Scientists have started deciphering the hidden text of an ancient Roman manuscript, something that could uncover the history of medical treatments that prevailed several hundred years ago.

The medical text, dubbed “On the Mixtures and Powers of Simple Drugs," became popular as the work of Galen of Pergamon, aka Galen, an influential physician who treated Roman gladiators and kings.

He prepared the manuscript to share his knowledge and skills with fellow doctors. However, during the 6th century, the text was translated into Syriac, a language that served as a bridge between ancient Greek and Arabic and allowed the western medicine to move into the ancient Islamic world.

That said, despite Galen’s phenomenal success in the field, his work faded away very soon. Essentially, it became a palimpsest when the original text was wiped away to write hymns with a very similar ink, sometime in the 11th century.

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An international, multidisciplinary team is using X-rays from SLAC to reveal the hidden text of a medical manuscript by the ancient Greek doctor Galen that was written on parchment in the 6th century and scraped off and overwritten with religious text in the 11th century. Farrin Abbott/SLAC

For more than a thousand years, nobody was able to read or understand the original text of the ancient leather-bound book, but now, an international team of researchers is finally beginning to piece together the writing, thanks to novel imaging and X-Ray scanning technologies.

The work, currently being conducted at the Department of Energy's SLAC National Accelerator Laboratory, has not only revealed original words of the hidden text but also helped researchers figure out the way of writing. The researched found that the original text ran perpendicular to the one written over it, which revealed a whole lot more information than they thought and finally helping to see the writing clearly.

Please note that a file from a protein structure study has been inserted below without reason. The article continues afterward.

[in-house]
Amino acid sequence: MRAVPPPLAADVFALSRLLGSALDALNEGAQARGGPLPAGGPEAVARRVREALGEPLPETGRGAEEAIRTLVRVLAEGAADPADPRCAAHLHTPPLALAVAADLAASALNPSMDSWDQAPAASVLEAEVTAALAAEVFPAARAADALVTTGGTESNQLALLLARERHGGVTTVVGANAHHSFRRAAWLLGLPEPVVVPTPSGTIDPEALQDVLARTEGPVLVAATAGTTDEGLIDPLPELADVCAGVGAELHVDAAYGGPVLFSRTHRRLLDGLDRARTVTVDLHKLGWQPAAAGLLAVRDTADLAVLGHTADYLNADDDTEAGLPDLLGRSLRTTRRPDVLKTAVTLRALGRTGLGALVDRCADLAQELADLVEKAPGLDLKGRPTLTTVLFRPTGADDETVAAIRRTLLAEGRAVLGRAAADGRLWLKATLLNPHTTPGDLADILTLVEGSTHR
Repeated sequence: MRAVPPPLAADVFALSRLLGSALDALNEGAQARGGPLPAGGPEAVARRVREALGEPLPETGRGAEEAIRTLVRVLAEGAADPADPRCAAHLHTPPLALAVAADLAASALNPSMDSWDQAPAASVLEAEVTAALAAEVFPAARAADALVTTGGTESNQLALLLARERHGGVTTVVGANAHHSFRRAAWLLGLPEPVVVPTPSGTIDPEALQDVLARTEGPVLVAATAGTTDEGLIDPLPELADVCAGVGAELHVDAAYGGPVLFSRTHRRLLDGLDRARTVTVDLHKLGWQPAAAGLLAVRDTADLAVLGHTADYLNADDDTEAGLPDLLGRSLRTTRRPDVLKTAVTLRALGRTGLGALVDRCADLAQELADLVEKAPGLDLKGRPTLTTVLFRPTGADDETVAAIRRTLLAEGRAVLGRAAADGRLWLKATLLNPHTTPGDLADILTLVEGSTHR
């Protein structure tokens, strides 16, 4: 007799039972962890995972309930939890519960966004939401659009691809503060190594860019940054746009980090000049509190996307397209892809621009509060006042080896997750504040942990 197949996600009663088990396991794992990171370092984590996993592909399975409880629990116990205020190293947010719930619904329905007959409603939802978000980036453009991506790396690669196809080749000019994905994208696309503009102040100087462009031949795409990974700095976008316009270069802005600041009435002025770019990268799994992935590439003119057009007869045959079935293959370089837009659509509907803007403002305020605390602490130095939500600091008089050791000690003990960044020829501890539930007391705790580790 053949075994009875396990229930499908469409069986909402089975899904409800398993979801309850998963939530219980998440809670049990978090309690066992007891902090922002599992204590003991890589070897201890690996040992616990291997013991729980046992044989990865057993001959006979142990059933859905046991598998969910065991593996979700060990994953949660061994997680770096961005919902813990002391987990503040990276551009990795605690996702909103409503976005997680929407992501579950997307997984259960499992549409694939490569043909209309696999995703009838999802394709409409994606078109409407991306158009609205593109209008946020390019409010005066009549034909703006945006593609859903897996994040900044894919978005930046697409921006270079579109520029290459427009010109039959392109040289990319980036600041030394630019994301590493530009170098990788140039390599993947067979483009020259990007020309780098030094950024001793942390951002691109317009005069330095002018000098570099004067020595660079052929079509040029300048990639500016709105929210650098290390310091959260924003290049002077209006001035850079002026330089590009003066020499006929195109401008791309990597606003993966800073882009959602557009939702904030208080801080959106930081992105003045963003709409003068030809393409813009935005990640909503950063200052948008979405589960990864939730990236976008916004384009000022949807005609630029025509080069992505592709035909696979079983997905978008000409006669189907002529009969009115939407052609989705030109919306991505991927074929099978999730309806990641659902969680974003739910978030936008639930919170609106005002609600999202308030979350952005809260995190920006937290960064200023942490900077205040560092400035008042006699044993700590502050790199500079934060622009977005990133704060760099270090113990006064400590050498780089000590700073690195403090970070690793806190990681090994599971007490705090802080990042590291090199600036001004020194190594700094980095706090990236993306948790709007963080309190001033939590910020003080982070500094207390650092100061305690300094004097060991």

"Our hope was that there would be enough traces of ink there so that we would be able to decipher even a word or two," Uwe Bergmann, who led the Stanford X-ray imaging project, said in a statement. "The distinct writing that we can now see marks a tremendous success."

The group has been working on this project for more than a decade. According to them, each leaf of the book reveals something or other about the skills the ancient Roman doctors possessed and the state of medical knowledge.

"This is a huge chunk of history, and we hope this text will help us understand how they managed and treated disease historically in that part of the world," Peter E. Pormann, professor of classics and Graeco-Arabic studies at the University of Manchester, said in a statement.

Though a few leaves from the manuscript have ended up in different parts of the world, including libraries in the U.S., Africa, Europe and France, the team is working to unite, scan, and recreate them all. Once the process is complete, the digital imagery of the leaves will be added to an online database for public access.